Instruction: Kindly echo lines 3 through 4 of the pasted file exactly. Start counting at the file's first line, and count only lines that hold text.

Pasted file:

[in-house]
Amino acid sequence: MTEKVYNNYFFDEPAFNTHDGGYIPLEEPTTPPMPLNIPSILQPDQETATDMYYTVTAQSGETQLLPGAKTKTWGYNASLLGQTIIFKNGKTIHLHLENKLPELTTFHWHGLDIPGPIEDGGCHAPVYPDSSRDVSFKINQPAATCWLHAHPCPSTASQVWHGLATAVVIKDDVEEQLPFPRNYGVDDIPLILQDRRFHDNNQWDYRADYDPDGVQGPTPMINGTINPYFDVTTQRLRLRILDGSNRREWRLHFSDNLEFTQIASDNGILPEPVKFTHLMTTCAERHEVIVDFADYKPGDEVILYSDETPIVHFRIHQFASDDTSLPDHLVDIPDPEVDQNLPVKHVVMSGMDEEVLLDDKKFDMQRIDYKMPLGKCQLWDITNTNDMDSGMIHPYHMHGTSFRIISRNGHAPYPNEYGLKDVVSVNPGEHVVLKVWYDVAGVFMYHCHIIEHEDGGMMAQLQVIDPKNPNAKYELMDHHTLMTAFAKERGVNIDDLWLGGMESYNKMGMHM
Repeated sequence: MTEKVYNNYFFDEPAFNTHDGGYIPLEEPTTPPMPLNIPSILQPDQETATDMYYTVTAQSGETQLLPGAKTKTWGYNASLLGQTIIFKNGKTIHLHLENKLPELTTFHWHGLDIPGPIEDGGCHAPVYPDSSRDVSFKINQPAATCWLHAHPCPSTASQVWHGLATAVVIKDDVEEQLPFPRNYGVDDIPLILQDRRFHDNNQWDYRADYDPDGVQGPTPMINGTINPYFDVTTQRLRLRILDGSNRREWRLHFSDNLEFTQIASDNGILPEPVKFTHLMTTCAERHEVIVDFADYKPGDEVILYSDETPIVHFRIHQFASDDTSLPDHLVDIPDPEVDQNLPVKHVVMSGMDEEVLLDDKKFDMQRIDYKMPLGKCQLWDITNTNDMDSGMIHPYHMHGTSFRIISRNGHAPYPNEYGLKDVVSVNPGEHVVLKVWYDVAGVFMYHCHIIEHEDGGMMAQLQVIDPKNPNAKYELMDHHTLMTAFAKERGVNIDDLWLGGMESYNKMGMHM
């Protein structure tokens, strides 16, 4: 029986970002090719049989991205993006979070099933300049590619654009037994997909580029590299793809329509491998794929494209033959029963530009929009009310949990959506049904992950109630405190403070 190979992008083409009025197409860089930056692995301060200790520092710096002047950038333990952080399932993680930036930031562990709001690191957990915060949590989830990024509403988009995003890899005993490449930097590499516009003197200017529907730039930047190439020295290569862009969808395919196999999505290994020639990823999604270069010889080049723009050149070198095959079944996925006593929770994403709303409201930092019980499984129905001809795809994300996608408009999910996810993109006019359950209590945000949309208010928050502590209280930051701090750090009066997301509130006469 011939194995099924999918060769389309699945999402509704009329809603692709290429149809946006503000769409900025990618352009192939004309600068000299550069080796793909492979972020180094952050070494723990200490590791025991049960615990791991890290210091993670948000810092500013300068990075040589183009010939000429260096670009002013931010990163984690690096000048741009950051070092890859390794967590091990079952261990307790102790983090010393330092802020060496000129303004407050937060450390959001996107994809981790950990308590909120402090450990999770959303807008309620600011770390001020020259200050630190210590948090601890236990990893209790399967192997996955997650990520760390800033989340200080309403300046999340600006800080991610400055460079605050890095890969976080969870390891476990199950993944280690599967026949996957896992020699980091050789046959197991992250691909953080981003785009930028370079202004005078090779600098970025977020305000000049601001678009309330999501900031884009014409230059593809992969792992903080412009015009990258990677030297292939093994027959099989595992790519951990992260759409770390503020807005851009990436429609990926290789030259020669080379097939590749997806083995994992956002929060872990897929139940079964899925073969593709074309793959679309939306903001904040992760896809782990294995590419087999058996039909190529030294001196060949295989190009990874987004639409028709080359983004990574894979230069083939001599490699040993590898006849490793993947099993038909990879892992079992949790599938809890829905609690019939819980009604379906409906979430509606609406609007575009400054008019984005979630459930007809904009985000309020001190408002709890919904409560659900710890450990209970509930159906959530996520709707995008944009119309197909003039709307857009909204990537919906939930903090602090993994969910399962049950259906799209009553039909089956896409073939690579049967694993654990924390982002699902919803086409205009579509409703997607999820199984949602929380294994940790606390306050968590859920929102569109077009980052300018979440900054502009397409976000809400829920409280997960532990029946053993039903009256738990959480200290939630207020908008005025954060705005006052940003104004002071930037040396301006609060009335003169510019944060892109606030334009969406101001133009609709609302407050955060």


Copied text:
Repeated sequence: MTEKVYNNYFFDEPAFNTHDGGYIPLEEPTTPPMPLNIPSILQPDQETATDMYYTVTAQSGETQLLPGAKTKTWGYNASLLGQTIIFKNGKTIHLHLENKLPELTTFHWHGLDIPGPIEDGGCHAPVYPDSSRDVSFKINQPAATCWLHAHPCPSTASQVWHGLATAVVIKDDVEEQLPFPRNYGVDDIPLILQDRRFHDNNQWDYRADYDPDGVQGPTPMINGTINPYFDVTTQRLRLRILDGSNRREWRLHFSDNLEFTQIASDNGILPEPVKFTHLMTTCAERHEVIVDFADYKPGDEVILYSDETPIVHFRIHQFASDDTSLPDHLVDIPDPEVDQNLPVKHVVMSGMDEEVLLDDKKFDMQRIDYKMPLGKCQLWDITNTNDMDSGMIHPYHMHGTSFRIISRNGHAPYPNEYGLKDVVSVNPGEHVVLKVWYDVAGVFMYHCHIIEHEDGGMMAQLQVIDPKNPNAKYELMDHHTLMTAFAKERGVNIDDLWLGGMESYNKMGMHM
């Protein structure tokens, strides 16, 4: 029986970002090719049989991205993006979070099933300049590619654009037994997909580029590299793809329509491998794929494209033959029963530009929009009310949990959506049904992950109630405190403070 190979992008083409009025197409860089930056692995301060200790520092710096002047950038333990952080399932993680930036930031562990709001690191957990915060949590989830990024509403988009995003890899005993490449930097590499516009003197200017529907730039930047190439020295290569862009969808395919196999999505290994020639990823999604270069010889080049723009050149070198095959079944996925006593929770994403709303409201930092019980499984129905001809795809994300996608408009999910996810993109006019359950209590945000949309208010928050502590209280930051701090750090009066997301509130006469 011939194995099924999918060769389309699945999402509704009329809603692709290429149809946006503000769409900025990618352009192939004309600068000299550069080796793909492979972020180094952050070494723990200490590791025991049960615990791991890290210091993670948000810092500013300068990075040589183009010939000429260096670009002013931010990163984690690096000048741009950051070092890859390794967590091990079952261990307790102790983090010393330092802020060496000129303004407050937060450390959001996107994809981790950990308590909120402090450990999770959303807008309620600011770390001020020259200050630190210590948090601890236990990893209790399967192997996955997650990520760390800033989340200080309403300046999340600006800080991610400055460079605050890095890969976080969870390891476990199950993944280690599967026949996957896992020699980091050789046959197991992250691909953080981003785009930028370079202004005078090779600098970025977020305000000049601001678009309330999501900031884009014409230059593809992969792992903080412009015009990258990677030297292939093994027959099989595992790519951990992260759409770390503020807005851009990436429609990926290789030259020669080379097939590749997806083995994992956002929060872990897929139940079964899925073969593709074309793959679309939306903001904040992760896809782990294995590419087999058996039909190529030294001196060949295989190009990874987004639409028709080359983004990574894979230069083939001599490699040993590898006849490793993947099993038909990879892992079992949790599938809890829905609690019939819980009604379906409906979430509606609406609007575009400054008019984005979630459930007809904009985000309020001190408002709890919904409560659900710890450990209970509930159906959530996520709707995008944009119309197909003039709307857009909204990537919906939930903090602090993994969910399962049950259906799209009553039909089956896409073939690579049967694993654990924390982002699902919803086409205009579509409703997607999820199984949602929380294994940790606390306050968590859920929102569109077009980052300018979440900054502009397409976000809400829920409280997960532990029946053993039903009256738990959480200290939630207020908008005025954060705005006052940003104004002071930037040396301006609060009335003169510019944060892109606030334009969406101001133009609709609302407050955060």